The difficulties presented by this problem touch one of the most fundamental aspects of physics, the nature of the elementary particle. Although partial solutions, workable within limited areas, can be given, the basic problem remains unsolved. One might hope that the transition from classical to quantum-mechanical treatments would remove the difficulties. While there is still hope that this may eventually occur, the present quantum-mechanical discussions are beset with even more elaborate troubles than the classical ones. It is one of the triumphs of comparatively recent years (~ 1948 - 1950) that the concepts of Lorentz covariance and gauge invariance were exploited sufficiently cleverly to circumvent these difficulties in quantum electrodynamics and so allow the calculation of very small radiative effects to extremely high precision, in full agreement with experiment. From a fundamental point of view, however, the difficulties remain.

The magnetic radiation reaction force is the result of the most fundamental calculation of the effect of self-generated fields. It arises from the observation that accelerating non-relativistic particles with associated magnetic moment emit radiation. The Abraham–Lorentz force is the average force that an accelerating charged particle feels in the recoil from the emission of radiation. The introduction of quantum effects leads one to quantum electrodynamics. The self-fields in quantum electrodynamics generate a finite number of infinities in the calculations that can be removed by the process of renormalization. This has led to a theory that is able to make the most accurate predictions that humans have made to date. See precision tests of QED. The renormalization process fails, however, when applied to the gravitational force. The infinities in that case are infinite in number, which causes the failure of renormalization. Therefore general relativity has unsolved self-field problems. String theory is a current attempt to resolve these problems for all forces.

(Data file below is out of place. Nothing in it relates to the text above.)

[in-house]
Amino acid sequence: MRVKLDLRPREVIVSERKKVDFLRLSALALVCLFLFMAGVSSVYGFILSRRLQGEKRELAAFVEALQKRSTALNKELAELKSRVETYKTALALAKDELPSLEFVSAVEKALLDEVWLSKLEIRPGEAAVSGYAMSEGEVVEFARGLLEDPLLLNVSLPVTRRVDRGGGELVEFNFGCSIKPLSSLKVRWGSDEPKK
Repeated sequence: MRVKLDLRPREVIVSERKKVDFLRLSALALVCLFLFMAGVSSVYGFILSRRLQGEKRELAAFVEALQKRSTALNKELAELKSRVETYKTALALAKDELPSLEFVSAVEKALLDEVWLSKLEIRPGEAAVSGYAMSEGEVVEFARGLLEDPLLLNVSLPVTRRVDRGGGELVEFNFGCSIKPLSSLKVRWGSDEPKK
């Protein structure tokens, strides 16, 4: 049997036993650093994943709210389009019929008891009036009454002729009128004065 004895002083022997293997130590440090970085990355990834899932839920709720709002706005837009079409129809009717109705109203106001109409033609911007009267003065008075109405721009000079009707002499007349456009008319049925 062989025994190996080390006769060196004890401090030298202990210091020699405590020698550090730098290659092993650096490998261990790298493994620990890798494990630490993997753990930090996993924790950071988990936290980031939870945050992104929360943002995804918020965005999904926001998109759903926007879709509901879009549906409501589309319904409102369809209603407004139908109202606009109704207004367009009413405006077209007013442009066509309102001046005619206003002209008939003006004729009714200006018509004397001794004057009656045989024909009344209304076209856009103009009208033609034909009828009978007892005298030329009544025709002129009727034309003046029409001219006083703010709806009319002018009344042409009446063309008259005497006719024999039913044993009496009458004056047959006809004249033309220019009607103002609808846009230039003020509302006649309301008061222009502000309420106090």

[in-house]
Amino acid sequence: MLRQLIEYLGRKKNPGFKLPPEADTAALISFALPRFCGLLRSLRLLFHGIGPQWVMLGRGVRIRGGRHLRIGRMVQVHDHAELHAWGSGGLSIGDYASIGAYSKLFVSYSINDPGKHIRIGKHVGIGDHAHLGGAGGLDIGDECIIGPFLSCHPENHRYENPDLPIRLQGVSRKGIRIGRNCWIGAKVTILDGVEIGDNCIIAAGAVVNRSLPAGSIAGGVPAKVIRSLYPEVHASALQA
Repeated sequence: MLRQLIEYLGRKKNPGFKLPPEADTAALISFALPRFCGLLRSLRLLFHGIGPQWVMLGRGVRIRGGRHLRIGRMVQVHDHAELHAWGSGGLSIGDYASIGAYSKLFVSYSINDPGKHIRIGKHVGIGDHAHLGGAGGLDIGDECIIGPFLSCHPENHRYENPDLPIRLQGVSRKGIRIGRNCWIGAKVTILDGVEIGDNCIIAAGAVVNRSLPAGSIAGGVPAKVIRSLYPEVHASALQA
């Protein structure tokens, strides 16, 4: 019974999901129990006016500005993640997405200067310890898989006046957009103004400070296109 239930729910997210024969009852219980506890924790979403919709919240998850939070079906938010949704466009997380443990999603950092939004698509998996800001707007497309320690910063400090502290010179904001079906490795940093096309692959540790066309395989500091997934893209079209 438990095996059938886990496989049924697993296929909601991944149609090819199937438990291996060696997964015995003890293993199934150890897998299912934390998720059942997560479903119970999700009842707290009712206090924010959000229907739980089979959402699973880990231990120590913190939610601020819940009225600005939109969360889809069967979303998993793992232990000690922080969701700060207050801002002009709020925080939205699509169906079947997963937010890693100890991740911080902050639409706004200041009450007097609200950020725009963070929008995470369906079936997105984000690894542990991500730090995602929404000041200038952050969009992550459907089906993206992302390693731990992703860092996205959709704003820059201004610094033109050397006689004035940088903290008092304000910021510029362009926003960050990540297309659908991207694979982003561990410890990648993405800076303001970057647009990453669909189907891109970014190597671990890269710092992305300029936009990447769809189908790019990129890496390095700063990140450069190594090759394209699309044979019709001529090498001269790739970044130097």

Derivation

We begin with the Larmor formula for radiation of the second derivative of a magnetic moment with respect to time:

P = \frac{\mu_0 \ddot{m}^2}{6 \pi c^3}.

In the case that the magnetic moment is produced by an electric charge moving along a circular path is

 \mathbf{m}=\frac{1}{2}\, q\, \mathbf{r}\times\mathbf{v},

where \mathbf{r} is the position of the charge q relative to the center of the circle and \mathbf{v} is the instantaneous velocity of the charge.

The above Larmor formula becomes as follows:

P = \frac{\mu_0 q^2 r^2 \dot{a}^2}{24 \pi c^3}.

If we assume the motion of a charged particle is periodic, then the average work done on the particle by the Abraham–Lorentz force is the negative of the Larmor power integrated over one period from τ1 to τ2:

\int_{\tau_1}^{\tau_2} \mathbf{F}_\mathrm{rad} \cdot \mathbf{v} dt = \int_{\tau_1}^{\tau_2} -P dt = - \int_{\tau_1}^{\tau_2} \frac{\mu_0 q^2 r^2 \dot{a}^2}{24 \pi c^3} dt = - \int_{\tau_1}^{\tau_2} \frac{\mu_0 q^2 r^2}{24 \pi c^3} \frac{d \mathbf{a}}{dt} \cdot \frac{d \mathbf{a}}{dt} dt.

Notice that we can integrate the above expression by parts. If we assume that there is periodic motion, the boundary term in the integral by parts disappears:

\int_{\tau_1}^{\tau_2} \mathbf{F}_\mathrm{rad} \cdot \mathbf{v} dt = -\frac{\mu_0 q^2 r^2}{24 \pi c^3} \frac{d \mathbf{a}}{dt} \cdot \mathbf{a} \bigg|_{\tau_1}^{\tau_2} + \int_{\tau_1}^{\tau_2} \frac{\mu_0 q^2 r^2}{24 \pi c^3} \frac{d^2 \mathbf{a}}{dt^2} \cdot \mathbf{a} dt = -0 + \int_{\tau_1}^{\tau_2} \frac{\mu_0 q^2 r^2}{24 \pi c^3} \mathbf{\ddot{a}} \cdot \mathbf{a} dt.